This is another repeat topic, but as it was last looked at over a year ago, I'd say it's fair game! Let's talk sci-fi. I asked our contributors to share their favorite sci-fi novels, with a pretty loose definition of what constitutes sci-fi. Check out our selections and let us know what you think in the comments.
I've never been a fan of Sci-Fi, which is why I'm constantly surprised (and always pleased) that my crit partner RC Lewis writes SF. Really, really good SF that I'm *thrilled* the rest of the world will get to enjoy in 2014. In STITCHING SNOW, 17 year old Essie uses her tech skills to keep robotic drones functioning on a mining planet. Her hands can do more brutal work though, like in the cage-fighting arena where she faces down the miners and earns her share of the bets placed. But she'd rather be there than back on her home planet, where even she faced even darker dangers. But her past catches up with her when a shuttle carrying a mysterious boy named Dane crash lands nearby. She can't resist the urge to fix things, but he can't keep his real agenda a secret for long.
Mindy McGinnis - Not a Drop to Drink (September 9, 2013; Katherine Tegen Books)
I don't read a lot of sci-fi, but I just finished FOR DARKNESS SHOWS THE STARS (Amazing title) by Diana Peterfreund and loved it! It's a brilliant YA retelling of Jane Austen's PERSUASION, set in a post-apocalyptic world that is original and compelling. A genetic experiment gone wrong decimates the population, leads to a world war and causes a panic that causes the survivors to outlaw most technology. Society reverts to it's more humble beginnings creating a fascinating juxtaposition between those who fear progress and those who crave it. Elliot and Kai are on opposite ends of the spectrum. Despite the fact that they've loved each other almost their whole lives, they are torn apart by their differing ideals and upbringing setting the perfect stage for an Austenesque romance. Highly recommend to anyone who enjoys science fiction with a sweet romance.
Lorie Langdon - Doon (September 2013; Zondervan/Harper Collins)
Spin by Robert Charles Wilson is one of the books I always recommend to people interested in trying out science fiction. It's considered "hard" science fiction, based on actual science and workable theories, but the advanced technologies it explores are presented in a very approachable way for readers like me who generally prefer their SF to feature warp drives and time travel. It also has a solid focus on its main characters, who are dealing with an amazing problem that hooks you right away: What would happen if all the stars disappeared one night? Discovering what's really going on and what's behind it, while following the experiences of some of the people affected by it with nothing less than the future of humanity in the balance, makes this a truly compelling read. But you don't have to take my word for it — the book won the 2006 Hugo Award for Best Novel.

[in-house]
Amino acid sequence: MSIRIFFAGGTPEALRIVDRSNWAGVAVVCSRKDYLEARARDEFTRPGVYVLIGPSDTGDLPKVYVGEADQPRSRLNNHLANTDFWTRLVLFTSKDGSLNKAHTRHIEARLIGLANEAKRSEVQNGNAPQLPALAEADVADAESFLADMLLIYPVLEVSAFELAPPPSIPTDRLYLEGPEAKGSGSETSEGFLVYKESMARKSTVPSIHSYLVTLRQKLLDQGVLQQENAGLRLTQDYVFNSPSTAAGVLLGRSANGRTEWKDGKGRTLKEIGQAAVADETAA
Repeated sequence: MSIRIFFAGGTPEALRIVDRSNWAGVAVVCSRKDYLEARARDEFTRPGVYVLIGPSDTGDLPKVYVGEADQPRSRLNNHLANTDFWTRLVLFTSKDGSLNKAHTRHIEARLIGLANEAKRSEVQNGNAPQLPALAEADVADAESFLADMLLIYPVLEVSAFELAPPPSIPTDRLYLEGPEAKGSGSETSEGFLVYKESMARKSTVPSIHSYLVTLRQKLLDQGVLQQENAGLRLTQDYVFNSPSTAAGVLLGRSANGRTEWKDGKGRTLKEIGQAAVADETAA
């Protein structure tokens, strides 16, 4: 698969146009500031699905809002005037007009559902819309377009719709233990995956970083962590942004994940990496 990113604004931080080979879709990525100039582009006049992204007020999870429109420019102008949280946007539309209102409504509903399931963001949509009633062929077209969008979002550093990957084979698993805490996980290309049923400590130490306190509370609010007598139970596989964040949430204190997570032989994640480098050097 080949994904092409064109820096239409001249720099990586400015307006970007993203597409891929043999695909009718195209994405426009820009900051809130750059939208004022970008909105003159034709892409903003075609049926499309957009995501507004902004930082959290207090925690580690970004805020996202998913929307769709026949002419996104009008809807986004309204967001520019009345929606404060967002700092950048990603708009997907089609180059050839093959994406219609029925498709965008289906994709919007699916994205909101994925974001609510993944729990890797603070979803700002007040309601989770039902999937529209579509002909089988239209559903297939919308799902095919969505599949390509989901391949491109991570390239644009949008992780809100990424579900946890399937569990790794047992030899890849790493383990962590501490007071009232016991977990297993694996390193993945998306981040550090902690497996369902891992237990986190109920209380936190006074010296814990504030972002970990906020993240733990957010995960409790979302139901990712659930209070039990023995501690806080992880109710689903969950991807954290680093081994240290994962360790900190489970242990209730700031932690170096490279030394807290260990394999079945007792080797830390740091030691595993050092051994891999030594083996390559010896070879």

E.C. Myers - Quantum Coin (October 23, 2012; Pyr)
Choosing my favorite science fiction novel proved to be a difficult task. To make it a little easier, I decided to choose the first science fiction novel I remember having an impact on me: The Time Machine by H.G. Wells. To be honest, I'm pretty sure I saw the 1960 movie starring Rod Taylor first, probably before I even knew how to read. But both the book and movie took hold of me, opening my mind to the world of sci-fi and all its possibilities. I remember daydreaming about having my own time machine, imagining which time periods I would travel to and wondering who I would meet. H.G. Wells' Time Machine is one of the reasons I have an ongoing fascination with time and dimension travel, and why I'm a sci-fi/fantasy author today.
Amy K. Nichols - Now That You're Here (Fall 2014; Knopf)
It had to be Ender's Game by Orson Scott Card. The reason is that it was somewhat of a game changed. As far as I know, it was one of the first big sci fi novels for kids that stars kids. I knew nothing of it when I read it a few years ago except that my 9th graders were being forced to read it for school and they loved it! Once I read it, I could see why. I did not see the ending coming at all, and I thought it delved into so many fantastic controversial topics. What a cool book!
If you're interested in participating in Best Book Ever, let us know! Just leave us a comment or send an email to oneminutebooks at gmail and we'll get you set up!